I guess it is an example of the Kafkaesque.
There are, of course, as many definitions of the Kafkaesque as there are readers of Kafka. There are also those readers who admit they cannot define it but know it when they see it — or know it when they see it in someone else’s definition. As one of those readers, I find that one of Kafka’s many biographers, Frederick R. Karl, seems to get it right. We enter the Kafkaesque, he writes, when “we view life as somehow overpowering or trapping us, as in some way undermining our will to live as we wish.”
Here’s a super rough proof of concept Replit tiny library. I’ve never written nodeJS code before and managed to copy and paste together a little thing that takes a library.json file and turns it into a library. Right now it only iterates over a single library but it’s easy to imagine how to extend this to include a feed, info across library files etc etc. I’m gonna get to all that, I jut haven’t had time.
In this post, Philippa Nicoll Antipas re-considers conferences as sites for teacher professional learning and development. She details her PhD research project Plan D, a game-like collective activity whereby teachers are supported to go rogue and design their own professional learning and development needs.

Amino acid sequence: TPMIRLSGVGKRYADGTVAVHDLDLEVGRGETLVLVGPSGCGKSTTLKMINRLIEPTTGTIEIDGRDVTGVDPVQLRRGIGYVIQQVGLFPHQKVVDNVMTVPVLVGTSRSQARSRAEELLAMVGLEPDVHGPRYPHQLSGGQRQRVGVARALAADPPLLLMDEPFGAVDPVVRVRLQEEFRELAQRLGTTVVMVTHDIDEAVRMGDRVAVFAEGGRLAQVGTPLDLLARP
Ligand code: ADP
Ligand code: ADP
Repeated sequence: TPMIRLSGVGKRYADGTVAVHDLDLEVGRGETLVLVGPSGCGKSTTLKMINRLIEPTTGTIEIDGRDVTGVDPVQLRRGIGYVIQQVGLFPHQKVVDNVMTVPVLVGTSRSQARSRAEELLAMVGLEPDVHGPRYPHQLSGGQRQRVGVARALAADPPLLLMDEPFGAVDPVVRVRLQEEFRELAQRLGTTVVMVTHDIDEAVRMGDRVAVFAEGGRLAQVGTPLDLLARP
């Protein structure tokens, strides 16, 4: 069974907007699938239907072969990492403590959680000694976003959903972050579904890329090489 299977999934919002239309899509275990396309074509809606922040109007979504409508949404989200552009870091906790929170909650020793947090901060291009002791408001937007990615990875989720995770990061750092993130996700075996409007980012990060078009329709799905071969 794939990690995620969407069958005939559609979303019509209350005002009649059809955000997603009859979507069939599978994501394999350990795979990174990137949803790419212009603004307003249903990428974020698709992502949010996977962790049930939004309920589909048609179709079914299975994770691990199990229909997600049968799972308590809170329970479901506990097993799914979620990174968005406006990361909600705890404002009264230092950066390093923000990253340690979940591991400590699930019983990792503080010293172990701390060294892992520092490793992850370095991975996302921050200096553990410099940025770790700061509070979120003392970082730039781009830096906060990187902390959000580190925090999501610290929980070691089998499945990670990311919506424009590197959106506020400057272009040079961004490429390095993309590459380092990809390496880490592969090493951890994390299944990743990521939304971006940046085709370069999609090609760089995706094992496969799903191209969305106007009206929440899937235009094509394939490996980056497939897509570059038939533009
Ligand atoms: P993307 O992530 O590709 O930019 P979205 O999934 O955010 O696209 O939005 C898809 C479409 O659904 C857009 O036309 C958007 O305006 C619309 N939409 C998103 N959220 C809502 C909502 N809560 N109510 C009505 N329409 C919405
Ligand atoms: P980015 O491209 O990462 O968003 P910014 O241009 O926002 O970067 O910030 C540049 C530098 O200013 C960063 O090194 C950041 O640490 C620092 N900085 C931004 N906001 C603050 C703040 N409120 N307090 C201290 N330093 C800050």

There are four layers to the d.conference collective activity, known as Plan D. In the first layer, teachers consider what they already believe about effective PLD. In the second layer, teachers consider their professional learning needs, and the learning needs of their students in order to decide what the purpose of their d.conference is. The third layer gets more ‘nuts and bolts’: who will speak at the conference; what the schedule of the event will be; what the learning at the conference will look like. Finally, in the fourth layer, teachers reflect on the decisions they’ve made whilst playing, and commit to sustaining their professional learning beyond their d.conference.
The process is as important as product.
This reminds me of a Sean Michael Morris reflecting on education conferences.from
We need to critically examine all of our assumptions about conferences. How they are run. Who leads them. What kind of learning should happen there? Why are they convened? What is the gathering meant to accomplish? What is the pedagogy for conferences now, in a landscape where keynotes should be something more than talking heads, where organizers who are white and male need to cede not just the stage but the design of events to make way for new ways of knowing, teaching, and learning? Where expertise does not win the day, but a willingness to ask does?
people make conferences, as well as my wonderings about.